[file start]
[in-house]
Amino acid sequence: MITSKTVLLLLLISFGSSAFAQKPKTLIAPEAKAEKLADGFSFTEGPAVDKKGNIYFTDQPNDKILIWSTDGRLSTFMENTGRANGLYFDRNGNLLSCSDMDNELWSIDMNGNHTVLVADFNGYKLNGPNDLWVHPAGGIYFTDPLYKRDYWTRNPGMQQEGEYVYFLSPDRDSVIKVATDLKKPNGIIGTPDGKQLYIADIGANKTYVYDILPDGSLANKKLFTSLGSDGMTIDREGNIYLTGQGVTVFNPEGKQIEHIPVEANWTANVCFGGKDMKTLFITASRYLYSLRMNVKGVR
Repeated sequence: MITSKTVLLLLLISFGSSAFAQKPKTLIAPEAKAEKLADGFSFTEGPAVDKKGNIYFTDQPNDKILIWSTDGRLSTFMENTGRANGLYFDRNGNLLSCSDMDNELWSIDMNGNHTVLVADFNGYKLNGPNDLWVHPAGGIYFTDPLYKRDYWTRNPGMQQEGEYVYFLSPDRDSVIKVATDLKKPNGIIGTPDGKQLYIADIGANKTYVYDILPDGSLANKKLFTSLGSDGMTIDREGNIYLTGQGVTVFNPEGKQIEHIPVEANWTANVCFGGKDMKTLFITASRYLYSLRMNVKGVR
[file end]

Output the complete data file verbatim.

[in-house]
Amino acid sequence: MITSKTVLLLLLISFGSSAFAQKPKTLIAPEAKAEKLADGFSFTEGPAVDKKGNIYFTDQPNDKILIWSTDGRLSTFMENTGRANGLYFDRNGNLLSCSDMDNELWSIDMNGNHTVLVADFNGYKLNGPNDLWVHPAGGIYFTDPLYKRDYWTRNPGMQQEGEYVYFLSPDRDSVIKVATDLKKPNGIIGTPDGKQLYIADIGANKTYVYDILPDGSLANKKLFTSLGSDGMTIDREGNIYLTGQGVTVFNPEGKQIEHIPVEANWTANVCFGGKDMKTLFITASRYLYSLRMNVKGVR
Repeated sequence: MITSKTVLLLLLISFGSSAFAQKPKTLIAPEAKAEKLADGFSFTEGPAVDKKGNIYFTDQPNDKILIWSTDGRLSTFMENTGRANGLYFDRNGNLLSCSDMDNELWSIDMNGNHTVLVADFNGYKLNGPNDLWVHPAGGIYFTDPLYKRDYWTRNPGMQQEGEYVYFLSPDRDSVIKVATDLKKPNGIIGTPDGKQLYIADIGANKTYVYDILPDGSLANKKLFTSLGSDGMTIDREGNIYLTGQGVTVFNPEGKQIEHIPVEANWTANVCFGGKDMKTLFITASRYLYSLRMNVKGVR